Sydney or Delhi? Smoke blankets the Sydney Cricket Ground. Picture. Phil Hillyard
Sydney or Delhi? Smoke blankets the Sydney Cricket Ground. Picture. Phil Hillyard

‘Worse than Delhi’: SCG chokes on ‘toxic’ smoke

FROM Delhi to Dhaka, Moises Henriques knows all about playing at smog filled cricket venues, but says the SCG was at another level on Tuesday.

While NSW teammate Stephen O'Keefe likened the "toxic" conditions to smoking "80 cigarettes a day", Henriques said he didn't have the expertise to judge whether or not the air quality was unhealthy to play in.

However, the star all-rounder admitted that the smoke from surrounding NSW bushfires was so thick that if it was a smidgeon worse, seeing the ball would have been almost impossible.

Henriques has played for more than 10 years in countries such as India and Bangladesh but said nothing compared to the stunning scenes that engulfed the SCG - making his eyes watery and leaving Sydney blanketed in thick smoke.

"I've played in Delhi and a lot of those (sub-continental) countries, and sure, especially in Delhi, there can be some fairly bad air pollution. But that today, is the worst in terms of haze and smog that I've ever played under for sure - by country miles," Henriques told The Daily Telegraph.

"Even for training sessions, I've never quite witnessed anything like what it was this morning.

"It's a game of cricket. It's not that important in terms of the long-term effects.

"You kind of feel if it was delayed, we'd have 22 blokes (from NSW and Queensland) who would definitely volunteer to go out and actually do what we could to help the people who actually need some urgent help, rather than us.

Players clear their eyes as smoke from the NSW bushfires envelops the ground. Picture. Phil Hillyard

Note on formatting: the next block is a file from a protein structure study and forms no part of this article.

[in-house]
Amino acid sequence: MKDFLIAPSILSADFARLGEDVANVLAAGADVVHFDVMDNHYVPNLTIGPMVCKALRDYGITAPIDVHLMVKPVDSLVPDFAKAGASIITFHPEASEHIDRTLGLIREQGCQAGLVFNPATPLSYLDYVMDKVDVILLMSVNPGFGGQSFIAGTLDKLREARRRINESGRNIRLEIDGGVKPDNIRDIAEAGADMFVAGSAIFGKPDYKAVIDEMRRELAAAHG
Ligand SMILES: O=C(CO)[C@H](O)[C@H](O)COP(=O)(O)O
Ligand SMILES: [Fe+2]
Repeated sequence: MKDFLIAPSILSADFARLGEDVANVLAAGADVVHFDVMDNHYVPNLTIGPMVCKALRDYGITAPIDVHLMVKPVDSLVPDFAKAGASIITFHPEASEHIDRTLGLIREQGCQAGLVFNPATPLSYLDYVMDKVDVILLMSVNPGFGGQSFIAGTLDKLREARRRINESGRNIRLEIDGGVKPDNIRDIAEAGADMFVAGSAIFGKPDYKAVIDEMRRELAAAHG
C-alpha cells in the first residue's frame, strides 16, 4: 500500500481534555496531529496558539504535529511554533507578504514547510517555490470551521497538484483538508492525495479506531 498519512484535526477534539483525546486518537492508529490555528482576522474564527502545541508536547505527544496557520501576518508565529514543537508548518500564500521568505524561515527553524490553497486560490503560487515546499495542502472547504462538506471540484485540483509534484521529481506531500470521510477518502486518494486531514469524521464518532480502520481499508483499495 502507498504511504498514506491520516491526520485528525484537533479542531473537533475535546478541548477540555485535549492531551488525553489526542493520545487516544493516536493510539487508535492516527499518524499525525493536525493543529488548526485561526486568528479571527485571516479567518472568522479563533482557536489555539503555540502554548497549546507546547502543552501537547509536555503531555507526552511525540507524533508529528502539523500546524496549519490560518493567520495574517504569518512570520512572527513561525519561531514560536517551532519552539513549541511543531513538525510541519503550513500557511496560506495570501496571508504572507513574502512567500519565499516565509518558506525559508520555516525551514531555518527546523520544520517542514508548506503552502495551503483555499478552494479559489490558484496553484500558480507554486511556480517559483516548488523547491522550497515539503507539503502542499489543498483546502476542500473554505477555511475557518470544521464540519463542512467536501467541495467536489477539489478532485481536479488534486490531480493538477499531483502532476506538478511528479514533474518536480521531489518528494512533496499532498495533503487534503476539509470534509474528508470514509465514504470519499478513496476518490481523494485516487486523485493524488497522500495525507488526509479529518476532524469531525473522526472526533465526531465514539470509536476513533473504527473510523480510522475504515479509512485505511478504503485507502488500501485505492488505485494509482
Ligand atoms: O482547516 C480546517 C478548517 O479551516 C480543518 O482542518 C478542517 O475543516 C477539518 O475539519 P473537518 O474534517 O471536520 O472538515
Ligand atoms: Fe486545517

Players clear their eyes as smoke from the NSW bushfires envelops the ground. Picture. Phil Hillyard

"A game of cricket isn't the most important thing at the moment around Sydney."

Henriques said visibility was the biggest issue for players, rather than any health hazard with the air.

Stephen O'Keefe reacts as smoke blankets the SCG. Picture. Phil Hillyard
Stephen O'Keefe reacts as smoke blankets the SCG. Picture. Phil Hillyard

"I'm not an expert on air quality, but I know the eyes certainly got watery after about an hour of being out there," he said.

"I'd imagine if it got any worse than it was, it actually would have been very difficult to see the ball. I would have assumed if it got any worse that we may have come off through visibility issues rather than air quality issues. Because it was just so dense.

"If you're trying to watch a ball being bowled at 130 or 140km/h in the haze in that sort of thick smoke, it doesn't make it easy especially when the eyes are already watering.

 

The SCG takes on an eerie feel as smoke takes over. Picture. Phil Hillyard
The SCG takes on an eerie feel as smoke takes over. Picture. Phil Hillyard

"It's hard to comment because you don't know the long-term damages or effects of poor air quality, but definitely in terms of visibility I can't imagine a game going on if it got much worse than that."

O'Keefe praised NSW's opponents, Queensland, for not lobbying umpires to call the game off - particularly given the only result possible was a Blues victory, which was eventually confirmed with a nine-wicket triumph.

The spinner said officials needed to review the policy on air quality.

"That was shocking. I don't have kids, but if I did they'd be locked up inside and if I was at home, I wouldn't be training or playing in it," he said.

The show must go on: Sean Abbott in action. Picture. Phil Hillyard
The show must go on: Sean Abbott in action. Picture. Phil Hillyard

"I tip my hat to Queensland because when you're behind in the game you've got a reason to whinge, but they got on with it.

"The one thing they need to look at is the air quality policy ... for someone like me (a former smoker), it's like smoking 80 cigarettes a day."

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News Corp Australia


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